Whether it’s knives or any other metal item, blacksmiths quench the metal to add hardness. The best substance for quenching is oil. It is a popular quenchant because it tends to transfer heat slowly.
This makes it a better choice for quenching than water. Moreover, by using oil, blacksmiths ensure lower distortion and cracking of the metal thanks to evened out cooling.
Not every substance can be quenched in oil, and it can even be detrimental in some cases. Knives are satisfied to give them better construction, and the process is usually the same. Most knives have the right properties and are well suited for quenching in oil.
If you are an amateur blacksmith or just curious to know why knives are quenched in oil, read on.
Why Are Knives Quenched in Oil?
The process of quenching in oil is as old as the blacksmith techniques of the 19th century. There are newer procedures and advanced techniques that have come into being since then.
Not only can you quench in oil, but also benefit from blending different quenching substances. This combines the multiple advantageous quenching properties of several types of oils.
Another common technique is to add emulsifiers to quenching oil. This will make it easier to clean the knife after the quenching is done. Quenching oils also come with antioxidant elements that help to increase their longevity. These also add to their resistance to high temperatures.
The 2 main reasons for quenching are the hardening of the knife material and eliminating vulnerable areas. First, regulation of the heat as you quench the blade will add to the toughness. Secondly, it will reduce the chances of creating unwanted soft spots.
This is done by wetting the steel much faster. Ultimately, the knife blade will become less susceptible to cracking or distortion.
Why Are Knives Quenched in Oil and Not Water?
The boiling point of water and other liquids is much lower than that of oil. Since oil does not boil as fast, the cooling process is much more regulated as well. Thus, oil is perfect for quenching knives because it lowers the possibility of cracking.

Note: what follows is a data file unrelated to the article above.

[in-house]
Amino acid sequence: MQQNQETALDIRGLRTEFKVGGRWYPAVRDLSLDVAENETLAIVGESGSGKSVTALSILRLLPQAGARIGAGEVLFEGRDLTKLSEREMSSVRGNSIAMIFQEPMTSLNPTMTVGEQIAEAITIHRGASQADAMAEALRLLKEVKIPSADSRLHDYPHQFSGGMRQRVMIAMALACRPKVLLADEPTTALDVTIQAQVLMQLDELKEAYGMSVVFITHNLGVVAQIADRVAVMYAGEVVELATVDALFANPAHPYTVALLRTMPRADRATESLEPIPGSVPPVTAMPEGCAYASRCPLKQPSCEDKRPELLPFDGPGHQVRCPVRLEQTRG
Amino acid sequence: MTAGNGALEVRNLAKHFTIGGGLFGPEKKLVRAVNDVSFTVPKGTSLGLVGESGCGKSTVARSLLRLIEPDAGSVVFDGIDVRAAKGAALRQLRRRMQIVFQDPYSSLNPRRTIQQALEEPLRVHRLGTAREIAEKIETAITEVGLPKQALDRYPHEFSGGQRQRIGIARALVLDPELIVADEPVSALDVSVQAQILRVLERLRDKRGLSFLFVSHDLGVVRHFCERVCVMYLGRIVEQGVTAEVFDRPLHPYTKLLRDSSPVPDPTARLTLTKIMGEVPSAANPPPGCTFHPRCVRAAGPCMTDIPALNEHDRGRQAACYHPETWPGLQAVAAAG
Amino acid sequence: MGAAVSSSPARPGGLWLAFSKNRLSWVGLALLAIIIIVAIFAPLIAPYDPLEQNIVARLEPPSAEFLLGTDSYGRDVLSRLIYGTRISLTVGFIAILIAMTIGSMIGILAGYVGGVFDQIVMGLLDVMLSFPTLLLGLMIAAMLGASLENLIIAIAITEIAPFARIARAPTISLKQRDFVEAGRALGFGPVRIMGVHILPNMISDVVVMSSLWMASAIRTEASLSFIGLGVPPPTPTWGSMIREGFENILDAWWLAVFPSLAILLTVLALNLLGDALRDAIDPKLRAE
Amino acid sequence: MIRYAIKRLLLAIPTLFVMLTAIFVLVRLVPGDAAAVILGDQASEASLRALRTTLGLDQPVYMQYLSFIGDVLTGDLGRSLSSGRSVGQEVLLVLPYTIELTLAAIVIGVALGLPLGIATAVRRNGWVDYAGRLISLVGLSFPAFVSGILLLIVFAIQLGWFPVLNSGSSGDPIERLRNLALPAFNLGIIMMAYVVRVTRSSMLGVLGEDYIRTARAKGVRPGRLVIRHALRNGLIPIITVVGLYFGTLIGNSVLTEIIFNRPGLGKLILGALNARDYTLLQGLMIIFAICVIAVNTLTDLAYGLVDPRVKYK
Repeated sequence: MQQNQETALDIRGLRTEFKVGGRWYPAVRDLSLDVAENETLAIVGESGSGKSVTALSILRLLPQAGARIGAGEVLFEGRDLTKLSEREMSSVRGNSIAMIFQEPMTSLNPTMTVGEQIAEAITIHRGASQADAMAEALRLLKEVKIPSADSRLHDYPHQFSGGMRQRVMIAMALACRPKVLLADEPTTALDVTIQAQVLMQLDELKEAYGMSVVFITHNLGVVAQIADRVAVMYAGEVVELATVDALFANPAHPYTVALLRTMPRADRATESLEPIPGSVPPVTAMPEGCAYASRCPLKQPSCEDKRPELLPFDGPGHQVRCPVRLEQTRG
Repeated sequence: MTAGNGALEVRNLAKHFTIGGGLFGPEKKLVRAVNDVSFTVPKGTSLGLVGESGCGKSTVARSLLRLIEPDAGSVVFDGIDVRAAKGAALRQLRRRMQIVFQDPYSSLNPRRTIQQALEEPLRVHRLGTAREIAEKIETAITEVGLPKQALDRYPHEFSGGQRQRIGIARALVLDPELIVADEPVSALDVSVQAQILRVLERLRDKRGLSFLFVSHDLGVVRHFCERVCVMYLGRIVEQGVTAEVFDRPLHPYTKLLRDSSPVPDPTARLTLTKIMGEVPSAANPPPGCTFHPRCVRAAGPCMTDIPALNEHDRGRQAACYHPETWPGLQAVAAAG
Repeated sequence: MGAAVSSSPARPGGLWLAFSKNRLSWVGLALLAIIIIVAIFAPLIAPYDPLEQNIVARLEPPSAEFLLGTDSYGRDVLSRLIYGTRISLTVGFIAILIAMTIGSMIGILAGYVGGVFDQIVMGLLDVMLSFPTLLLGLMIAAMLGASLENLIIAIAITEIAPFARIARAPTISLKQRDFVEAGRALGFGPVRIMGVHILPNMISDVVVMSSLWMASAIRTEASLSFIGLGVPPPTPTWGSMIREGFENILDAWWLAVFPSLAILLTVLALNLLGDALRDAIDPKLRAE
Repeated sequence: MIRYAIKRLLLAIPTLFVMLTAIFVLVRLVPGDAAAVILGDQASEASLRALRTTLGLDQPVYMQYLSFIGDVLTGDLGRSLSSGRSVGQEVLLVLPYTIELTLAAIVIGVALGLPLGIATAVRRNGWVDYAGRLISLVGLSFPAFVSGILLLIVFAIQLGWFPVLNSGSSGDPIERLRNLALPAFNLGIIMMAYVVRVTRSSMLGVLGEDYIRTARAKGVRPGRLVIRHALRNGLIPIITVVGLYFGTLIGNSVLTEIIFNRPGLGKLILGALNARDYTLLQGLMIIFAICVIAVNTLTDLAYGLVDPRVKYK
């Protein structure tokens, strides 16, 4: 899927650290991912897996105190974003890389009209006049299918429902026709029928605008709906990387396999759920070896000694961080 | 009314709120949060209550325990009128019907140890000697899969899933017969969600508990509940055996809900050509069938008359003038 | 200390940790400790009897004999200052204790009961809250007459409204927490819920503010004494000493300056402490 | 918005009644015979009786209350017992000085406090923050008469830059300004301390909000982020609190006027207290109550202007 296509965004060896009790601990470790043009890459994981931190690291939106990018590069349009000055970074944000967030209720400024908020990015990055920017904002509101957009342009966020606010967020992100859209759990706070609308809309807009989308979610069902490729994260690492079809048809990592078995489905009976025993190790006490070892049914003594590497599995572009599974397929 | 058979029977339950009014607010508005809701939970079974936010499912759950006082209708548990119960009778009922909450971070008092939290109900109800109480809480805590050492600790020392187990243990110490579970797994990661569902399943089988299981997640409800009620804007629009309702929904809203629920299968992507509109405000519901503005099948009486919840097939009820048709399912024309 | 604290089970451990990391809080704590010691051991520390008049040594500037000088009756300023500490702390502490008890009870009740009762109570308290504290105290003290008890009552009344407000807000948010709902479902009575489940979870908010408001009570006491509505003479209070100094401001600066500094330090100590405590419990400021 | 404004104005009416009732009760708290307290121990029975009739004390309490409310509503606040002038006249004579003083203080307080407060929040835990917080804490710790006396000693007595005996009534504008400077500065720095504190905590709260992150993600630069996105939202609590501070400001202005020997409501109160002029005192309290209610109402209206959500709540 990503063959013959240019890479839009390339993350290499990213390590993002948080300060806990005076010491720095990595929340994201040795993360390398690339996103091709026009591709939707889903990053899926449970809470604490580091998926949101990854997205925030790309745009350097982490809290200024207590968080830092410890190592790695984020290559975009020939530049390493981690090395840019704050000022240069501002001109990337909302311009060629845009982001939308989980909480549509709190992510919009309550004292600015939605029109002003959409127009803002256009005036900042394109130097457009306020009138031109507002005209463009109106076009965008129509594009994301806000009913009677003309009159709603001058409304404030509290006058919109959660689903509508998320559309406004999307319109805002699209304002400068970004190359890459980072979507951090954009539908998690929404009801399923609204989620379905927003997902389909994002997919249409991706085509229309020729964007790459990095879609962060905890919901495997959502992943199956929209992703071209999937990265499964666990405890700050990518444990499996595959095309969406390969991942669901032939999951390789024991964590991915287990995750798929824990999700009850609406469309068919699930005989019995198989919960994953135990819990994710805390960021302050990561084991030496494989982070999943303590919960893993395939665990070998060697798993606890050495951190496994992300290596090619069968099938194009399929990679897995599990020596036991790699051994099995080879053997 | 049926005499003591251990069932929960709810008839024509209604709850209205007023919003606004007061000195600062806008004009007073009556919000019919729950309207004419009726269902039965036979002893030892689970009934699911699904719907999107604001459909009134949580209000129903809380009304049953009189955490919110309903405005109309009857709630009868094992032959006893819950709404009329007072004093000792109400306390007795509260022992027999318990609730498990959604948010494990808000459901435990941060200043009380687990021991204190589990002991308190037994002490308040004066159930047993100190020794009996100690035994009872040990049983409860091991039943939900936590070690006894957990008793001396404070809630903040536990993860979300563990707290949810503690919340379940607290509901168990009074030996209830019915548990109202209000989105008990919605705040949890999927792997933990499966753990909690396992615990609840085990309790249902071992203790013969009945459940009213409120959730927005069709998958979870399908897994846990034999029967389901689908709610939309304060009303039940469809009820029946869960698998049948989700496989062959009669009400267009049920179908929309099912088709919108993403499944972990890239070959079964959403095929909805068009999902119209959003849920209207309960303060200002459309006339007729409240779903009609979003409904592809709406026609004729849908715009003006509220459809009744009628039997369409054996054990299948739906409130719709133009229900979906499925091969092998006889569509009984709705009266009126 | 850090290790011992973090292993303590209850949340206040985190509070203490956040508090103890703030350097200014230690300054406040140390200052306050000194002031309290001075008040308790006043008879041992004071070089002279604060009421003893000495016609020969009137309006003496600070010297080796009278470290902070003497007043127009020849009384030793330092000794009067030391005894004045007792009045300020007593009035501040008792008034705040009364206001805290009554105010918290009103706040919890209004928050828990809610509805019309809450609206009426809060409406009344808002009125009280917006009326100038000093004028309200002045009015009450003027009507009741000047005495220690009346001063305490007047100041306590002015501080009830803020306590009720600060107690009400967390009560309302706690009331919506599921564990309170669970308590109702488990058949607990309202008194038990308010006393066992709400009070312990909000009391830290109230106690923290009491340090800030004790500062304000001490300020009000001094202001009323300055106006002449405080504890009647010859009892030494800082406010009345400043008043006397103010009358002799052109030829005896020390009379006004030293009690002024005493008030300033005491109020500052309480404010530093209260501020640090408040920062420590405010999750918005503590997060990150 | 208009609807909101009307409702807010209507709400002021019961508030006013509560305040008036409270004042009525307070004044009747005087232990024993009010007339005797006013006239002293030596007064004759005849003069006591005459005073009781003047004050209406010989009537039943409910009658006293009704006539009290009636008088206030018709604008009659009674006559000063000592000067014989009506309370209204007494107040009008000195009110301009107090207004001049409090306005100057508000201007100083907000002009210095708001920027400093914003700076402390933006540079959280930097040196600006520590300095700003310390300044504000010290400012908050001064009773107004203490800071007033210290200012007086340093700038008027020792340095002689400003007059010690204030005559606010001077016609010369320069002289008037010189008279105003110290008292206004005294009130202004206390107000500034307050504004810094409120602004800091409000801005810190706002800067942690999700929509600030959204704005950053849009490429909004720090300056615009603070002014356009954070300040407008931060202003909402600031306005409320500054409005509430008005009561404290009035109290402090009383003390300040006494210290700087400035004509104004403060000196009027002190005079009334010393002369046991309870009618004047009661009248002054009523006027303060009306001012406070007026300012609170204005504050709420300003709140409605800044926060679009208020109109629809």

The temperature-related properties of oil operate on 2 factors. The cooling rate reduces as the temperature of the oil increases due to the vapors formed. At the same time, the heat conduction improves as the oil becomes more liquidated by heating.
Other Quenching Factors to Consider
Quenching is not a simple process when it comes to knife blades or any other item. That is why you should keep the following important factors in mind:
Important Quenching Factors
- Quenchant or the medium used for quenching
- Temperature of the quenchant
- Size of the container
- Type of steel of the knife
- Shape of the blade
Matching the right steel with the right medium of quenching is key. If you mismatch these two factors, you could end up compromising the quality of the blade.
Also, you need to consider how hot you want to make the quenchant and keep the cooling factors in mind.
Quenching knife blades can be a little challenging due to their shape. They are broad at one end and narrow down at the tip. This means that you need to be extra cautious while cooling to avoid distortion.
If you have ever wondered why are knives quenched in oil, these are all the important reasons. You can explore more complex quenching techniques to custom build the perfect knife blade.